Imvaba Arts Association

Imvaba Arts Association was a community organisation which was formed in Port Elizabeth, Eastern Cape, in 1986, during the State of Emergency. Imvaba expressed opposition to the Apartheid regime through visual arts and creative writing. Imvaba was associated with other cultural workers organisations including the Congress of South African Writers (COSAW), and produced banners and media for the trade unions, especially the Congress of South African Trade Unions (COSATU). Imvaba’s first exhibition was held in the trade union offices in Perl Road, Korsten 1988. They also exhibited at the Grahamstown Festival in 1990 and 1991, and in the Art from South Africa exhibition that opened at the Museum of Modern Art, Oxford in 1990, and subsequently toured the UK before being exhibited at the South African National Gallery in 1991.

 

The Curator as Culture Broker: A Critique of the Curatorial Regime of Okwui Enwezor in the Discourse of Contemporary African Art

Sylvester Okwunodu Ogbechie, 23 June 2010

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Prologue

I presented this essay recently at the University of California Santa Cruz, at a conference titled The Task of the Curator. The general audience reception to my presentation showed me that the issue discussed here is being very much debated in the field of African art history. However, few people have written about it. I think formal critical analysis of our work and positions are very important for a field to grow. I am posting it here in the hope that it allows us to start discussing the important issues it touches on.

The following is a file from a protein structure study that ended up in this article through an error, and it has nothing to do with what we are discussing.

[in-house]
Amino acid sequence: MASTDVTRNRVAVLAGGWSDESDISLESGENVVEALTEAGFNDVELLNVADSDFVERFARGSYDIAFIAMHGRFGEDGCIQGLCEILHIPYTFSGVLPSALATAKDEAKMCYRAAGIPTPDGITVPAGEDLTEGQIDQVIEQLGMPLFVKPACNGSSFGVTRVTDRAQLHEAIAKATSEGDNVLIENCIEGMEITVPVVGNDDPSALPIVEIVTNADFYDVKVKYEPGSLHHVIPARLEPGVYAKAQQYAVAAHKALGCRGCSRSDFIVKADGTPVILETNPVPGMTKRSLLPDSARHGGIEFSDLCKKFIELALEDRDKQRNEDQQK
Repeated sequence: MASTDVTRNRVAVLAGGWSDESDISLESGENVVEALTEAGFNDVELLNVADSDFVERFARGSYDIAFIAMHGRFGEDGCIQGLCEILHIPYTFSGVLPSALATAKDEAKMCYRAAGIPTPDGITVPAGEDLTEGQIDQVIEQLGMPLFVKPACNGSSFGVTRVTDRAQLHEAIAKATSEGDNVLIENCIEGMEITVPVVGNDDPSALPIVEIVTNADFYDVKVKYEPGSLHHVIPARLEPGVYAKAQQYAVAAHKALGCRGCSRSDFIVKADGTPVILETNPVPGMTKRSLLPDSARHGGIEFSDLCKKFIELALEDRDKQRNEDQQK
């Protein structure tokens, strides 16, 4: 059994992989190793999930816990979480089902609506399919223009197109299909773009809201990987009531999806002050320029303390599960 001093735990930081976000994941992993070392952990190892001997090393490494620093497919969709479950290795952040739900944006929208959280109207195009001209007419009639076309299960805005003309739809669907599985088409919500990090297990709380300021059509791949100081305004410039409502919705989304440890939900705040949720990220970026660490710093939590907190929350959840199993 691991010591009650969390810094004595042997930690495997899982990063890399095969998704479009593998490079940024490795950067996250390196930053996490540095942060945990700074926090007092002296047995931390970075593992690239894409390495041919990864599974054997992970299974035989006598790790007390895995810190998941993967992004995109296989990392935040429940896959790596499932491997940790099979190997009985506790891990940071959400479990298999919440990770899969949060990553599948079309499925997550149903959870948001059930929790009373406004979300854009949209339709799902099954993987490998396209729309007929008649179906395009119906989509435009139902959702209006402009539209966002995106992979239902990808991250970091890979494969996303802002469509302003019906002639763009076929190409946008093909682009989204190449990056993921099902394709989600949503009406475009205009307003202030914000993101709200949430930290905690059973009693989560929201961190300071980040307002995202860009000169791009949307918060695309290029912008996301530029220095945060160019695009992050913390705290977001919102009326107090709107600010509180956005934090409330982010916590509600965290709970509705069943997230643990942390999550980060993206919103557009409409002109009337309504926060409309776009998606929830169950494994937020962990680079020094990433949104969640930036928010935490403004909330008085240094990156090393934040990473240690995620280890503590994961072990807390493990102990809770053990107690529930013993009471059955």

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Decolonisation of art in Africa: a post-apartheid South African perspective

by Mario Pissarra

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[Note: This was presented at the annual conference of the South African Visual Arts Historians at the University of Stellenbosch, 2008.]

This is not a tightly argued paper, but more of a loose mapping of ideas that have preoccupied me for several years, ideas triggered by the implications of the concept of decolonisation, specifically as it has relevance for the visual arts, within but not limited to the contemporary South African context. [1]

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Re-reading Malangatana

by Mario Pissarra

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[Note: An edited version of this essay appeared in Farafina #11]

For more than 40 years Malangatana has been one of Mozambique’s best known cultural figures, and indisputably her best known visual artist. Since his first appearance in a group exhibition in Lourenco Marques (now Maputo) in 1959, Malangatana’s works have been shown in numerous countries across the globe. His trademark style – dense compositions contained within shallow pictorial space, consisting of simplified shapes, mostly figurative, often with pronounced eyes and teeth, and typically rendered with a bright palette and bold outlines – is instantly recognisable.

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Accumulated Material: Contemporary Altares and Ofrendas

Jesus Macarena-Avila, 15 August 2006

[This essay was written for an exhibition featuring Giselle A. Mercier, Elvia Rodriguez-Ochoa, and Edra Soto, at Gallery Visio, University of Missouri – St. Louis, USA, curated by Jesus Macarena-Avila, 7-18 November 2006]

INTRODUCTION: RECYCLIA AS TRANSFORMATION

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